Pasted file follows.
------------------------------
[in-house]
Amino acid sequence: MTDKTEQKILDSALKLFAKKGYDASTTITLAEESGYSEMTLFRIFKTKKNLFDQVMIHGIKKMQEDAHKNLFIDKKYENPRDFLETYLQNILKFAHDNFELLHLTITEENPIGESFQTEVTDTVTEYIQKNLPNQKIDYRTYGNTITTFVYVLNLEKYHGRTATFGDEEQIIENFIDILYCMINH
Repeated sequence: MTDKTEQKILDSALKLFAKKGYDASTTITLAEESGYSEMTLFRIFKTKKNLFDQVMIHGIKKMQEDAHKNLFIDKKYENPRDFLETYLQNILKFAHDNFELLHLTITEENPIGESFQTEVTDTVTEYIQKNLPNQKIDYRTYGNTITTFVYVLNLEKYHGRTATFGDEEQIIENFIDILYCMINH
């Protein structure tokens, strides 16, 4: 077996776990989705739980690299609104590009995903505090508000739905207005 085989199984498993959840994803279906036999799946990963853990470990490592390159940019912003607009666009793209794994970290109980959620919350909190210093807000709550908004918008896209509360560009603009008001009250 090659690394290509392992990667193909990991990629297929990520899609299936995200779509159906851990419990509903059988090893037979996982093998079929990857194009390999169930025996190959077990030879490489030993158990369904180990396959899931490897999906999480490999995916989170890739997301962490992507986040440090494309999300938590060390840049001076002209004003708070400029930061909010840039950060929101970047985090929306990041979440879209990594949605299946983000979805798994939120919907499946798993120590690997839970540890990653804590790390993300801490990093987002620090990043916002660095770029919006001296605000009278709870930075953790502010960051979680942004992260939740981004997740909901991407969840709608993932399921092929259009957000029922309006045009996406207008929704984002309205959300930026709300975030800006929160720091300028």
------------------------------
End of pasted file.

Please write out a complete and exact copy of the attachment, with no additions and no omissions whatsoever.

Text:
[in-house]
Amino acid sequence: MTDKTEQKILDSALKLFAKKGYDASTTITLAEESGYSEMTLFRIFKTKKNLFDQVMIHGIKKMQEDAHKNLFIDKKYENPRDFLETYLQNILKFAHDNFELLHLTITEENPIGESFQTEVTDTVTEYIQKNLPNQKIDYRTYGNTITTFVYVLNLEKYHGRTATFGDEEQIIENFIDILYCMINH
Repeated sequence: MTDKTEQKILDSALKLFAKKGYDASTTITLAEESGYSEMTLFRIFKTKKNLFDQVMIHGIKKMQEDAHKNLFIDKKYENPRDFLETYLQNILKFAHDNFELLHLTITEENPIGESFQTEVTDTVTEYIQKNLPNQKIDYRTYGNTITTFVYVLNLEKYHGRTATFGDEEQIIENFIDILYCMINH
């Protein structure tokens, strides 16, 4: 077996776990989705739980690299609104590009995903505090508000739905207005 085989199984498993959840994803279906036999799946990963853990470990490592390159940019912003607009666009793209794994970290109980959620919350909190210093807000709550908004918008896209509360560009603009008001009250 090659690394290509392992990667193909990991990629297929990520899609299936995200779509159906851990419990509903059988090893037979996982093998079929990857194009390999169930025996190959077990030879490489030993158990369904180990396959899931490897999906999480490999995916989170890739997301962490992507986040440090494309999300938590060390840049001076002209004003708070400029930061909010840039950060929101970047985090929306990041979440879209990594949605299946983000979805798994939120919907499946798993120590690997839970540890990653804590790390993300801490990093987002620090990043916002660095770029919006001296605000009278709870930075953790502010960051979680942004992260939740981004997740909901991407969840709608993932399921092929259009957000029922309006045009996406207008929704984002309205959300930026709300975030800006929160720091300028």